Let’s overclock our GTX 560 Ti 448 Core even further to 855/2000MHz and rerun the benches, but this time we will emphasize performance over the EVGA factory-overclocked GTX 560 Ti FTW speeds and match it more closely to GTX 570 and HD 6970 results.. The same settings are used in both charts. The user-overclocked card’s figures are in bold.
Impressive. A moderate overclock over the EVGA factory overclock now generally has the 448 Core GTX 560 Ti at $290 beating the $50 more expensive stock HD 6970! And of course, it now soundly beats the stock GTX 570. We need to realize however, that each of the competing cards can also be overclocked but that does not take away from the overclocking and performance scaling abilities of the new 448 core GTX 560 Ti.
3DMark11 is Futuremark’s latest DX11-only benchmark and here are the default benchmarks detailed results.
Before we head to our conclusion, let’s do some 3D Vision testing.
3D Vision Testing
We evaluated 3D Vision with 80 games and determined that it will be the next big thing in gaming. Even older games not specifically made for 3D can work very well with the added dimension of depth. We received our 3D Vision 2 bundle from Nvidia on Friday – 4 days ago – the same day that we received our EVGA GTX 560 Ti 448 Core FTW and we have not yet had time to evaluate the second generation of 3D Vision (2) from Nvidia. All the testing that we did was with the bundle that we received this Spring from Nvidia.
All of the games were played with maximum settings with a single EVGA-clocked FTW 448 core GTX 560 Ti and GTX 580. Motion Blur is left off and settings are maximum except as noted on the chart. We compare framerates in 2D with 3D Vision and note that there are further downward adjustments for smoother play.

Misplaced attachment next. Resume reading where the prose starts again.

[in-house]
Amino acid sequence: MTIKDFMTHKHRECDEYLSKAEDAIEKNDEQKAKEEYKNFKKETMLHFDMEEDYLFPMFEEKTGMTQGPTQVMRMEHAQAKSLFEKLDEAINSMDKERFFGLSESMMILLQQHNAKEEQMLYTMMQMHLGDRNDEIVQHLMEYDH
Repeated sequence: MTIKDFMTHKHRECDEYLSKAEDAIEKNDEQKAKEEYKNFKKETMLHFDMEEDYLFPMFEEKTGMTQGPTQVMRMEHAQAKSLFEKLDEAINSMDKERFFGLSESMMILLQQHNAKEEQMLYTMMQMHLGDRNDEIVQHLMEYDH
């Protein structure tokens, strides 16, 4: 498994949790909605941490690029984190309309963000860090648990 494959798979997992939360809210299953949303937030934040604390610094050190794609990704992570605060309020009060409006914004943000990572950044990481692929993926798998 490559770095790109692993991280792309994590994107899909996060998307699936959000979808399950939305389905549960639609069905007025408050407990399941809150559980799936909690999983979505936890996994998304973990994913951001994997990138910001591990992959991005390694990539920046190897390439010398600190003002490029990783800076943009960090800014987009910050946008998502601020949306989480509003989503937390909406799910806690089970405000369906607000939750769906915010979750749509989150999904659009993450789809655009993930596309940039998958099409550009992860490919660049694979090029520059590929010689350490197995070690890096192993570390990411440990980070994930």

Here are the results of our benching with 3D Vision enabled versus 2D with the GTX 550 Ti. There is a significant performance hit because each frame is rendered twice – once for the left eye and once for the right
3D Vision is quite impressive as gamers now have an enhanced dimension of depth to immerse them even more into their game. Best of all as you can see, 3D Vision is mostly playable on a single EVGA clocked GTX 550 Ti 448 core FTW edition. In many cases, the performance is not a lot lower than with the GTX 580 – an impressive feat for an under-$300 card at very high 1080p settings!
In some cases where playability is marginal, settings can be reduced further. And Mafia 2 framerates would benefit greatly by adding a dedicated PhysX card.
We shall cover 3D Vision 2 and the new Light Boost Asus 27″ 120Hz second generation display and improved 3D Vision glasses in a shortly upcoming evaluation featuring Batman: Arkham City. In the meantime, stay tuned for regular 3D Vision driver performance testing. We shall also cover HD3D passive S3D versus 3D Vision 2 in about a month.
Let’s head for our conclusion.